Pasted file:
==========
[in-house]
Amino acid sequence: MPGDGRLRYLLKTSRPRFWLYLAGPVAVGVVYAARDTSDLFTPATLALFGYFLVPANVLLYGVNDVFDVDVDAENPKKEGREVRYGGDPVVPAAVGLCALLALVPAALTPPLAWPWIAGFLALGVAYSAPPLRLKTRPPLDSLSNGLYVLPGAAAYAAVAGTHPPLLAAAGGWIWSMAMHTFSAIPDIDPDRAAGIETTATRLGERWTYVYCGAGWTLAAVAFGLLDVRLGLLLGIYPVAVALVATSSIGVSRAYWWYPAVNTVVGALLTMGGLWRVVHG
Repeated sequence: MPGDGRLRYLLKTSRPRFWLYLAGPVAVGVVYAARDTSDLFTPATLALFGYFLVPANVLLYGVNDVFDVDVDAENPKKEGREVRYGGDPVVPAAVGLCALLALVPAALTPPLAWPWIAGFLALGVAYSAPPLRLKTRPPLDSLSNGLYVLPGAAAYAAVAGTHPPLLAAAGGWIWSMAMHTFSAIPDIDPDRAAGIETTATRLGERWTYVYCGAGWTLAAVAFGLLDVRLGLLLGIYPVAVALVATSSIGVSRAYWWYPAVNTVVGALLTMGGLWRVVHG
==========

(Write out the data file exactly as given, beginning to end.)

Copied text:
[in-house]
Amino acid sequence: MPGDGRLRYLLKTSRPRFWLYLAGPVAVGVVYAARDTSDLFTPATLALFGYFLVPANVLLYGVNDVFDVDVDAENPKKEGREVRYGGDPVVPAAVGLCALLALVPAALTPPLAWPWIAGFLALGVAYSAPPLRLKTRPPLDSLSNGLYVLPGAAAYAAVAGTHPPLLAAAGGWIWSMAMHTFSAIPDIDPDRAAGIETTATRLGERWTYVYCGAGWTLAAVAFGLLDVRLGLLLGIYPVAVALVATSSIGVSRAYWWYPAVNTVVGALLTMGGLWRVVHG
Repeated sequence: MPGDGRLRYLLKTSRPRFWLYLAGPVAVGVVYAARDTSDLFTPATLALFGYFLVPANVLLYGVNDVFDVDVDAENPKKEGREVRYGGDPVVPAAVGLCALLALVPAALTPPLAWPWIAGFLALGVAYSAPPLRLKTRPPLDSLSNGLYVLPGAAAYAAVAGTHPPLLAAAGGWIWSMAMHTFSAIPDIDPDRAAGIETTATRLGERWTYVYCGAGWTLAAVAFGLLDVRLGLLLGIYPVAVALVATSSIGVSRAYWWYPAVNTVVGALLTMGGLWRVVHG